CHARLESTON – One West Virginia federal judge plans to continue to hear civil cases involving the federal government despite the government shutdown.
U.S. District Judge Joseph Goodwin issued a general order Jan. 2 exempting civil cases assigned to him from the federal shutdown that affects the U.S. Department of Justice.
The order is titled “Civil Cases, Assigned To Judge Joseph R. Goodwin, In Which The United States Is A Party Are Exempt From The General Order, Entered On December 26, 2018, Holding Such Cases In Abeyance.”
The Dec. 26 order, filed by fellow Southern West Virginia District Judge Irene Berger, said civil cases in which the U.S. is a party were stayed because of the shutdown. Goodwin’s Jan. 2 order nullifies that for his courtroom.
“I find that the government shutdown ‘is a dispute internal to one party, the federal government,’” Goodwin wrote. “It is my view that the government should not be given special influence or accommodation in cases where such special considerations are unavailable to other litigants.
“The government, like all parties, is ‘required to find the means by which to continue its participation in its litigation on a timely basis regardless of internal issues.'”
The U.S. Attorney for the Southern District of West Virginia said he and his staff would respect Goodwin's order.
"He’s the judge, and we are fully prepared to try our cases," Mike Stuart told The West Virginia Record when asked about Goodwin's order.
The Goodwin family has a long history in state politics and on the bench. Goodwin has been a federal judge since 1995. His wife Kay was the state Secretary of Education and the Arts. His son Booth was the U.S. Attorney for the Southern District of West Virginia from 2010 to 2015, and he ran for governor in 2016. In 2010, Goodwin's nephew Carte briefly was a U.S. Senator, taking the seat held by Robert C. Byrd before Joe Manchin won the election to fill the seat permanently. Goodwin's daughter-in-law Amy soon will become Charleston's next mayor.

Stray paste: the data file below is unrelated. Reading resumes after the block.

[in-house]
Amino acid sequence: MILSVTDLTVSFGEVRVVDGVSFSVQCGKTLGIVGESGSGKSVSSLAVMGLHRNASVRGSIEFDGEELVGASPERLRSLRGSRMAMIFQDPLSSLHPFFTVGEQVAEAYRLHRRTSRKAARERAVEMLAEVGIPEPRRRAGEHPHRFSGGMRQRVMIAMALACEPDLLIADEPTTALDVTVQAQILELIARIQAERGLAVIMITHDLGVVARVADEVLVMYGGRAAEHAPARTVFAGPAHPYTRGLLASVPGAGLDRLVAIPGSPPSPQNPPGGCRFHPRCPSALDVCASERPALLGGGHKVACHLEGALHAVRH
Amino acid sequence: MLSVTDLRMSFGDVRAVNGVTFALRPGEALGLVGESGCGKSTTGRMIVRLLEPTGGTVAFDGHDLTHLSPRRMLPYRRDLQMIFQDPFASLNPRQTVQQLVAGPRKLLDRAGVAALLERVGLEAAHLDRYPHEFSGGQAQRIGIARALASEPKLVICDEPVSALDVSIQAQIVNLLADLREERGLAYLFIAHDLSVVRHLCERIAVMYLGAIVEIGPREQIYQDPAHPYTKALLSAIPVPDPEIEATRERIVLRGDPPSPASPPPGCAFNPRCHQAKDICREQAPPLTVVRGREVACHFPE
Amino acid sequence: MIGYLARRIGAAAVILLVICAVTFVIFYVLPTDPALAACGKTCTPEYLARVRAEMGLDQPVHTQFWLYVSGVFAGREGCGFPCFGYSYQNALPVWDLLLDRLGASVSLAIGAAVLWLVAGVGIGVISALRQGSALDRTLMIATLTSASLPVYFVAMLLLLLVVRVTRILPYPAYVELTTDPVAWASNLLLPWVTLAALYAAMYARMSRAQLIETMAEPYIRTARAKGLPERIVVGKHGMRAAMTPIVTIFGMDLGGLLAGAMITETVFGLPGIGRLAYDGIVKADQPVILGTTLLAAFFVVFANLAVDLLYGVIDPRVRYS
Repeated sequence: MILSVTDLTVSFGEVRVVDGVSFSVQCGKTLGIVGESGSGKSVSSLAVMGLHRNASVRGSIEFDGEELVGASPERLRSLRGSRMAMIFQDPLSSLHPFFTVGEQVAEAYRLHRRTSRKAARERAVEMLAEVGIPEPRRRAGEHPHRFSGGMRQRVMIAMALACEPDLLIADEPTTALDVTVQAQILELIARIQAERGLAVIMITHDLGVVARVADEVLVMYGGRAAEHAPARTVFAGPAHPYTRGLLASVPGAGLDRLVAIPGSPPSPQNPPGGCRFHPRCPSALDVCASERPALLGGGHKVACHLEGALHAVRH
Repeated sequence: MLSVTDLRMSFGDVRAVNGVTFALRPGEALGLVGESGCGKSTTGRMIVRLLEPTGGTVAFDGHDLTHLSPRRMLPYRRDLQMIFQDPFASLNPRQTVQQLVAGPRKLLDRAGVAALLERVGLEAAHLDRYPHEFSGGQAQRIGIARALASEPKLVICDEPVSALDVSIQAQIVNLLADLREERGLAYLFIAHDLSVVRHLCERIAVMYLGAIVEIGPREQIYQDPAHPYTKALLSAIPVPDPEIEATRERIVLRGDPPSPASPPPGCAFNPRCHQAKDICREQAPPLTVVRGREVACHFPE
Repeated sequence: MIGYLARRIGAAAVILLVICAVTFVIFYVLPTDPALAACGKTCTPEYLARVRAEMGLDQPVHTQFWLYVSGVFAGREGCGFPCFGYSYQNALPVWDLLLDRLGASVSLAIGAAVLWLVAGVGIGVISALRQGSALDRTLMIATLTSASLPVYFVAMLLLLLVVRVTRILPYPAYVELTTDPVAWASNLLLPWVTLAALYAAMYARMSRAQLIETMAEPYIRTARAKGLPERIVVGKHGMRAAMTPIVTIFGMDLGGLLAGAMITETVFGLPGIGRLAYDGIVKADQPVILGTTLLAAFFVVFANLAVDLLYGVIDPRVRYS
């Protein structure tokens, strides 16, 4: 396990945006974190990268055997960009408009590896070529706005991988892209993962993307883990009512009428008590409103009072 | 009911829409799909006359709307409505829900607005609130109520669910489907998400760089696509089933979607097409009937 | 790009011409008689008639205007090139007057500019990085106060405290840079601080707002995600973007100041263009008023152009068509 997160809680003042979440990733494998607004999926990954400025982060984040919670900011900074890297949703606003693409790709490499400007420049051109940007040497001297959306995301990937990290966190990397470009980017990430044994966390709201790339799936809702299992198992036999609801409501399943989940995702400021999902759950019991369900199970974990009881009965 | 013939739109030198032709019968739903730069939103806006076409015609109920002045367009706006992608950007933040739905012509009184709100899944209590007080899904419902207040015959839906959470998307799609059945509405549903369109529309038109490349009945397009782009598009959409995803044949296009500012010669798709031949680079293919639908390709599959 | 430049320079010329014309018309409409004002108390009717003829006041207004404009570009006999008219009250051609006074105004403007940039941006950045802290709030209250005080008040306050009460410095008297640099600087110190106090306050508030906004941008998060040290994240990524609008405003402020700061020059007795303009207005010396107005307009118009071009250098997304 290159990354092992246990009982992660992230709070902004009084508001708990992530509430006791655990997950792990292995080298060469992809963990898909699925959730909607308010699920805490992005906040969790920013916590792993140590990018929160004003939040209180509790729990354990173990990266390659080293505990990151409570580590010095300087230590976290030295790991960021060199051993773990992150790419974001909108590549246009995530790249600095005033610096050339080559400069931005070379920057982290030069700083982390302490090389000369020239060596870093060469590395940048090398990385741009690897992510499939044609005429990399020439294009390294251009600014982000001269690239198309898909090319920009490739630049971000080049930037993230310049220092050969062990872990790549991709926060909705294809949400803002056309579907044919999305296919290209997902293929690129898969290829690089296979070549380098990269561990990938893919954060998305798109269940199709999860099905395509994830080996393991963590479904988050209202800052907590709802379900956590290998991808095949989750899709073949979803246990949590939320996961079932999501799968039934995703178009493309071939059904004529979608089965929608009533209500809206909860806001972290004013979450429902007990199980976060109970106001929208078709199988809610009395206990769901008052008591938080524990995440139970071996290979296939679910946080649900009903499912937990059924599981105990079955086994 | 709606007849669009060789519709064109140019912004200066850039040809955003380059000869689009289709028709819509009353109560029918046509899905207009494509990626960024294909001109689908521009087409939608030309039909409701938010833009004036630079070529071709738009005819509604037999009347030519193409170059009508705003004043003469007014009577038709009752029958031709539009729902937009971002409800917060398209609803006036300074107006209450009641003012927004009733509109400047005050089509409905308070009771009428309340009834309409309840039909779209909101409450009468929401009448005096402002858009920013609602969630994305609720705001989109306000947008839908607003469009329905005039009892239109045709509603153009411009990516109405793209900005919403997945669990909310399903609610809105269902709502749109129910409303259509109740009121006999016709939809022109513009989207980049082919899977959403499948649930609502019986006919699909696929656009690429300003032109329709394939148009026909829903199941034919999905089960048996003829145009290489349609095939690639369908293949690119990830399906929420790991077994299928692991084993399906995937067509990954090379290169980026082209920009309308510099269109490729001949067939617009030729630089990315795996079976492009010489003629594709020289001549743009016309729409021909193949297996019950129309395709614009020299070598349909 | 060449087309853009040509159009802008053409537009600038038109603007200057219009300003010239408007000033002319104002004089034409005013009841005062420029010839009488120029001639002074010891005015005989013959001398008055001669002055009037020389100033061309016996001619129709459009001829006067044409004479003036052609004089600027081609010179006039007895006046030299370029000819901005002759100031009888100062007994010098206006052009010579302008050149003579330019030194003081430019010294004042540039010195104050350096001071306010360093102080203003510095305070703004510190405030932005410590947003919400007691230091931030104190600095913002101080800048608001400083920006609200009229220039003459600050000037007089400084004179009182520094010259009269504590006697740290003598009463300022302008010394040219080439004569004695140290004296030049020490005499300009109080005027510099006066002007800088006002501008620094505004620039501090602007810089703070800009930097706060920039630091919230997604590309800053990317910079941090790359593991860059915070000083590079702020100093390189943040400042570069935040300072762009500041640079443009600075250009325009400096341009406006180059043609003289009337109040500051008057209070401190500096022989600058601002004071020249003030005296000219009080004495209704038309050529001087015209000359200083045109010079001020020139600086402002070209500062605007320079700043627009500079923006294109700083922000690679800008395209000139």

Goodwin’s order drew attention nationally.
“This is QUITE the order from a fed judge in West Virginia,” tweeted BuzzFeed reporter Zoe Tillman. “The court agreed to put civil cases on hold that involve DOJ, given the shutdown. Judge Joseph Goodwin was ... not a fan, and said DOJ won't get special treatment before him just because the govt is fighting with itself. …
“To put this in context: Most judges have been agreeing to requests by DOJ to stay civil litigation as long as there's a shutdown. Goodwin's order has echoes of what we saw in 2013, which was judges bristling at a political fight tying up the business of the courts.”
In her Dec. 26 order, Berger mentioned federal furloughs and staffing shortages.
“Therefore, the lapse in appropriations requires a reduction in the workforce of the United States Attorney’s Office and other federal agencies, particularly with respect to the prosecution of civil cases,” Berger wrote.
According to reports, West Virginia’s federal courts have enough funding to operate until next week before they will be affected. Many staff members will continue to work without pay, but some employees likely will be furloughed.